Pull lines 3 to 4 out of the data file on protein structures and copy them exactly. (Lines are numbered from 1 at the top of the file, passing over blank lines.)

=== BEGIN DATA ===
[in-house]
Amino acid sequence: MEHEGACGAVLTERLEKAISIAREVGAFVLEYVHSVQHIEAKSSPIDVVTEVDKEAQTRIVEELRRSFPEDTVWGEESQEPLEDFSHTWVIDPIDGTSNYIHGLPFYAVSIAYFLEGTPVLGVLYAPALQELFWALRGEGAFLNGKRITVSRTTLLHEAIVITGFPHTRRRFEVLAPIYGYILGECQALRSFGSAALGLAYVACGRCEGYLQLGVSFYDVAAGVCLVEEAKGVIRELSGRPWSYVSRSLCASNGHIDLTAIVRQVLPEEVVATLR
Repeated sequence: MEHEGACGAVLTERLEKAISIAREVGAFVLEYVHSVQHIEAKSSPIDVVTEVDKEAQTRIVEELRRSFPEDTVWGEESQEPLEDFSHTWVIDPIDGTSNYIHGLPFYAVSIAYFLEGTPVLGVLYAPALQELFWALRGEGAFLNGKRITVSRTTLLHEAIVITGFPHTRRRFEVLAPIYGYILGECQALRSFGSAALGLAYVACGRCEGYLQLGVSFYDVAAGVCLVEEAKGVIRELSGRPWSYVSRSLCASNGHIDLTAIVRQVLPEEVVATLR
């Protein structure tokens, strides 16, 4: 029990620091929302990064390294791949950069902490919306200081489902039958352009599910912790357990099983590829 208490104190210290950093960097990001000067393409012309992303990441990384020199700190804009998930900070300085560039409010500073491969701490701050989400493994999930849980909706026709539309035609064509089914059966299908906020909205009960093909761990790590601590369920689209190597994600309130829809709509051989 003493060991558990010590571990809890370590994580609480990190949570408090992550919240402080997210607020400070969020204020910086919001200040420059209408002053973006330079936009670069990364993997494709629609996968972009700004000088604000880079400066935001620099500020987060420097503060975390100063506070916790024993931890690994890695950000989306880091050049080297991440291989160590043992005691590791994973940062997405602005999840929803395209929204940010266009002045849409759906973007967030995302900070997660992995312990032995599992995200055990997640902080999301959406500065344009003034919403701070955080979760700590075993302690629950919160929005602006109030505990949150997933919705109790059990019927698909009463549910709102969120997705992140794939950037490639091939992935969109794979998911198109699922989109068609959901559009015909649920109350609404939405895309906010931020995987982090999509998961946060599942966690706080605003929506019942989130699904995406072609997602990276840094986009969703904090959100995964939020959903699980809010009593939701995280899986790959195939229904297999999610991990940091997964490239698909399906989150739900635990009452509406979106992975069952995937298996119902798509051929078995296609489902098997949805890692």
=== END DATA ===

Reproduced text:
Repeated sequence: MEHEGACGAVLTERLEKAISIAREVGAFVLEYVHSVQHIEAKSSPIDVVTEVDKEAQTRIVEELRRSFPEDTVWGEESQEPLEDFSHTWVIDPIDGTSNYIHGLPFYAVSIAYFLEGTPVLGVLYAPALQELFWALRGEGAFLNGKRITVSRTTLLHEAIVITGFPHTRRRFEVLAPIYGYILGECQALRSFGSAALGLAYVACGRCEGYLQLGVSFYDVAAGVCLVEEAKGVIRELSGRPWSYVSRSLCASNGHIDLTAIVRQVLPEEVVATLR
């Protein structure tokens, strides 16, 4: 029990620091929302990064390294791949950069902490919306200081489902039958352009599910912790357990099983590829 208490104190210290950093960097990001000067393409012309992303990441990384020199700190804009998930900070300085560039409010500073491969701490701050989400493994999930849980909706026709539309035609064509089914059966299908906020909205009960093909761990790590601590369920689209190597994600309130829809709509051989 003493060991558990010590571990809890370590994580609480990190949570408090992550919240402080997210607020400070969020204020910086919001200040420059209408002053973006330079936009670069990364993997494709629609996968972009700004000088604000880079400066935001620099500020987060420097503060975390100063506070916790024993931890690994890695950000989306880091050049080297991440291989160590043992005691590791994973940062997405602005999840929803395209929204940010266009002045849409759906973007967030995302900070997660992995312990032995599992995200055990997640902080999301959406500065344009003034919403701070955080979760700590075993302690629950919160929005602006109030505990949150997933919705109790059990019927698909009463549910709102969120997705992140794939950037490639091939992935969109794979998911198109699922989109068609959901559009015909649920109350609404939405895309906010931020995987982090999509998961946060599942966690706080605003929506019942989130699904995406072609997602990276840094986009969703904090959100995964939020959903699980809010009593939701995280899986790959195939229904297999999610991990940091997964490239698909399906989150739900635990009452509406979106992975069952995937298996119902798509051929078995296609489902098997949805890692």